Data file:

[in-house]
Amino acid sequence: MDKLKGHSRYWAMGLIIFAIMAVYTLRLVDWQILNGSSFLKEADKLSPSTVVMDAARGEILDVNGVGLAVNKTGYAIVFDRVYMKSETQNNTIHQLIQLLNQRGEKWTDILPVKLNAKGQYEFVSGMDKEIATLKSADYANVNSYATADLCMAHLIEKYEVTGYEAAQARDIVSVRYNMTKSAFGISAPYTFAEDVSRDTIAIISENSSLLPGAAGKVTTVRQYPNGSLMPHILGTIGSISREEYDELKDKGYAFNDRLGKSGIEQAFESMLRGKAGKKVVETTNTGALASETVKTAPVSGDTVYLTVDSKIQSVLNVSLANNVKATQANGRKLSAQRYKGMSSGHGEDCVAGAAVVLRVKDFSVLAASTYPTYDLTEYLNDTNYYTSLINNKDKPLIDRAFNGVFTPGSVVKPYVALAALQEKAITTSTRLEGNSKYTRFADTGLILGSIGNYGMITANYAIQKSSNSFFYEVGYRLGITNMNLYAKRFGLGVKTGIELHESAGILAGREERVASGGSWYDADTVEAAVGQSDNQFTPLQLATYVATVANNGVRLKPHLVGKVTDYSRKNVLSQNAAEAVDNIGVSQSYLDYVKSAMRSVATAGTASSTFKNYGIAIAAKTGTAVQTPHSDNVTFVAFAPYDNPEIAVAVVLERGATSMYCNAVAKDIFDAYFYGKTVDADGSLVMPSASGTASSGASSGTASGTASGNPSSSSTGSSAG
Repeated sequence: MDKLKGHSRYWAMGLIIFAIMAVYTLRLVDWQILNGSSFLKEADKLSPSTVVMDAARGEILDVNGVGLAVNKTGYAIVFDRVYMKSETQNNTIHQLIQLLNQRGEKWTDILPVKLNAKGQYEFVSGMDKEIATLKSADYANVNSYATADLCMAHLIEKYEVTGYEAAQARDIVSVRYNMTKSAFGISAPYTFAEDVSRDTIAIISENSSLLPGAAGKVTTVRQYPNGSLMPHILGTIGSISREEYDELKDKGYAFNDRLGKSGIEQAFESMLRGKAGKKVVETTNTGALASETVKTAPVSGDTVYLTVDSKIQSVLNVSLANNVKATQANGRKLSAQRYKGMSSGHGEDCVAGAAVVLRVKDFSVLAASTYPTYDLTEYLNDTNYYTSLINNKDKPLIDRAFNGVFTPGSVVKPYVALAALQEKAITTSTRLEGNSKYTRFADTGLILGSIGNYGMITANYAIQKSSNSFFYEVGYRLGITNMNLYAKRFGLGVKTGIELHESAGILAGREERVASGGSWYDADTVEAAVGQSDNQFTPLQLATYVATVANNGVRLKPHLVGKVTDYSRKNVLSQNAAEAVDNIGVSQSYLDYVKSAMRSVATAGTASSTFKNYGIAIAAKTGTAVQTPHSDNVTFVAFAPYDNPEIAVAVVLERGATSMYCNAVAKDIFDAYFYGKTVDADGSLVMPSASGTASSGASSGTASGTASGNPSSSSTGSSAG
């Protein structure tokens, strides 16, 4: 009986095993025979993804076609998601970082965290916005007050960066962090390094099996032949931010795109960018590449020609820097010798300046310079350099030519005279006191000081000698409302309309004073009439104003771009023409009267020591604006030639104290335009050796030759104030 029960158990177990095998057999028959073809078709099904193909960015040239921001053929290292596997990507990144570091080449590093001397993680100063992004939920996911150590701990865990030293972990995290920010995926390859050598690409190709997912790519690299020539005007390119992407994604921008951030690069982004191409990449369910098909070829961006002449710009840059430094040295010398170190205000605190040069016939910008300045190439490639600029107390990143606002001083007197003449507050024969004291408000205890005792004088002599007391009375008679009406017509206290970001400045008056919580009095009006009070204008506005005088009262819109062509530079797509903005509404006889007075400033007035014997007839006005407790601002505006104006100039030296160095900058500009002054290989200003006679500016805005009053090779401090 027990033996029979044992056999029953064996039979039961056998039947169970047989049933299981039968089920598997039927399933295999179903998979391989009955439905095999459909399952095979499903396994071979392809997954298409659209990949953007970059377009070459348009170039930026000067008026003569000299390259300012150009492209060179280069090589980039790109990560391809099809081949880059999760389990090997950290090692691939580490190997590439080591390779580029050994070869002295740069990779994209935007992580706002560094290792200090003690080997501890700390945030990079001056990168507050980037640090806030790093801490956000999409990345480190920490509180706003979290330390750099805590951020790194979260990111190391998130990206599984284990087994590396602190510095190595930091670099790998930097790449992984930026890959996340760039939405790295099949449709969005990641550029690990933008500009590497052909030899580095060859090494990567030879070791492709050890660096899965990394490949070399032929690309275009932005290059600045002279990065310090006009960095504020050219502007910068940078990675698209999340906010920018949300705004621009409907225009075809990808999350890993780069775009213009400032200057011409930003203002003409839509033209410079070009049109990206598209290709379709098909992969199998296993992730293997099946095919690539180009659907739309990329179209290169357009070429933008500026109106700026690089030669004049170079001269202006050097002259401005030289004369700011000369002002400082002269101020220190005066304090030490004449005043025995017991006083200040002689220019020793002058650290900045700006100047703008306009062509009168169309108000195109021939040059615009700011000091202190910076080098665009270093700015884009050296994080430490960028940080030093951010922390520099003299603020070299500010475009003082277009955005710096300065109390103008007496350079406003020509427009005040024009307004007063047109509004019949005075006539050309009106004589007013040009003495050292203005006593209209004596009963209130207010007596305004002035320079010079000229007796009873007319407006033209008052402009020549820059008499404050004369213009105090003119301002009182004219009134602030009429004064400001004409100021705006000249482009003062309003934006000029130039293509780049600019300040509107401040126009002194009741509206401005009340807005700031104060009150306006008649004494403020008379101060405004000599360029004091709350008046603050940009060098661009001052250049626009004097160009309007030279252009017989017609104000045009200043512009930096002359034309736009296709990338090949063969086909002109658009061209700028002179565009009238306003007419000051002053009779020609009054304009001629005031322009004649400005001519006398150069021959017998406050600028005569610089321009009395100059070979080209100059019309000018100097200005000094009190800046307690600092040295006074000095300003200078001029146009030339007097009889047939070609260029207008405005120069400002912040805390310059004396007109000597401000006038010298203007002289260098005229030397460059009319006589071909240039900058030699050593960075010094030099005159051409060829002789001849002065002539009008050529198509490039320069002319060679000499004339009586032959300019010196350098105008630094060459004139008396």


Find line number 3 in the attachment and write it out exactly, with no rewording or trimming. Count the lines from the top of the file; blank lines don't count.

Repeated sequence: MDKLKGHSRYWAMGLIIFAIMAVYTLRLVDWQILNGSSFLKEADKLSPSTVVMDAARGEILDVNGVGLAVNKTGYAIVFDRVYMKSETQNNTIHQLIQLLNQRGEKWTDILPVKLNAKGQYEFVSGMDKEIATLKSADYANVNSYATADLCMAHLIEKYEVTGYEAAQARDIVSVRYNMTKSAFGISAPYTFAEDVSRDTIAIISENSSLLPGAAGKVTTVRQYPNGSLMPHILGTIGSISREEYDELKDKGYAFNDRLGKSGIEQAFESMLRGKAGKKVVETTNTGALASETVKTAPVSGDTVYLTVDSKIQSVLNVSLANNVKATQANGRKLSAQRYKGMSSGHGEDCVAGAAVVLRVKDFSVLAASTYPTYDLTEYLNDTNYYTSLINNKDKPLIDRAFNGVFTPGSVVKPYVALAALQEKAITTSTRLEGNSKYTRFADTGLILGSIGNYGMITANYAIQKSSNSFFYEVGYRLGITNMNLYAKRFGLGVKTGIELHESAGILAGREERVASGGSWYDADTVEAAVGQSDNQFTPLQLATYVATVANNGVRLKPHLVGKVTDYSRKNVLSQNAAEAVDNIGVSQSYLDYVKSAMRSVATAGTASSTFKNYGIAIAAKTGTAVQTPHSDNVTFVAFAPYDNPEIAVAVVLERGATSMYCNAVAKDIFDAYFYGKTVDADGSLVMPSASGTASSGASSGTASGTASGNPSSSSTGSSAG